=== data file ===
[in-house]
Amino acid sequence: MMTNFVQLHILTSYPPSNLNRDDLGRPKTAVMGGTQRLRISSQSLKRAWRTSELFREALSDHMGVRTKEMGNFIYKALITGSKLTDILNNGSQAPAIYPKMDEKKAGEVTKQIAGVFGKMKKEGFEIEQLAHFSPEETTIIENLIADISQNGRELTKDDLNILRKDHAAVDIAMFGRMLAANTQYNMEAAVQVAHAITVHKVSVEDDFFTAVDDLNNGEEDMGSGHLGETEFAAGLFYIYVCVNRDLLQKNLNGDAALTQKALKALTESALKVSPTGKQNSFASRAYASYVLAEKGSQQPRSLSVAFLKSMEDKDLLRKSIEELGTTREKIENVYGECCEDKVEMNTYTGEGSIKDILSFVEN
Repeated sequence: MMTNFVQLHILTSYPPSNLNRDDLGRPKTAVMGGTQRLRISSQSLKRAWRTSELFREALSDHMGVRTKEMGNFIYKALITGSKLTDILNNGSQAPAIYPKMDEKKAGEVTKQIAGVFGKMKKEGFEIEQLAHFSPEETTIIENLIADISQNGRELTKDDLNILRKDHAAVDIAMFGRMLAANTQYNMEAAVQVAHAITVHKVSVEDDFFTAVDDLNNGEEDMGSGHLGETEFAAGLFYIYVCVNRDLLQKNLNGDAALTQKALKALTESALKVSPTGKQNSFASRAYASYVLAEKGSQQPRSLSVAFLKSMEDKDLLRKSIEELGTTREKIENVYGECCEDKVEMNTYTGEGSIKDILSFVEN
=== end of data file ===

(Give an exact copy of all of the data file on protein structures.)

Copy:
[in-house]
Amino acid sequence: MMTNFVQLHILTSYPPSNLNRDDLGRPKTAVMGGTQRLRISSQSLKRAWRTSELFREALSDHMGVRTKEMGNFIYKALITGSKLTDILNNGSQAPAIYPKMDEKKAGEVTKQIAGVFGKMKKEGFEIEQLAHFSPEETTIIENLIADISQNGRELTKDDLNILRKDHAAVDIAMFGRMLAANTQYNMEAAVQVAHAITVHKVSVEDDFFTAVDDLNNGEEDMGSGHLGETEFAAGLFYIYVCVNRDLLQKNLNGDAALTQKALKALTESALKVSPTGKQNSFASRAYASYVLAEKGSQQPRSLSVAFLKSMEDKDLLRKSIEELGTTREKIENVYGECCEDKVEMNTYTGEGSIKDILSFVEN
Repeated sequence: MMTNFVQLHILTSYPPSNLNRDDLGRPKTAVMGGTQRLRISSQSLKRAWRTSELFREALSDHMGVRTKEMGNFIYKALITGSKLTDILNNGSQAPAIYPKMDEKKAGEVTKQIAGVFGKMKKEGFEIEQLAHFSPEETTIIENLIADISQNGRELTKDDLNILRKDHAAVDIAMFGRMLAANTQYNMEAAVQVAHAITVHKVSVEDDFFTAVDDLNNGEEDMGSGHLGETEFAAGLFYIYVCVNRDLLQKNLNGDAALTQKALKALTESALKVSPTGKQNSFASRAYASYVLAEKGSQQPRSLSVAFLKSMEDKDLLRKSIEELGTTREKIENVYGECCEDKVEMNTYTGEGSIKDILSFVEN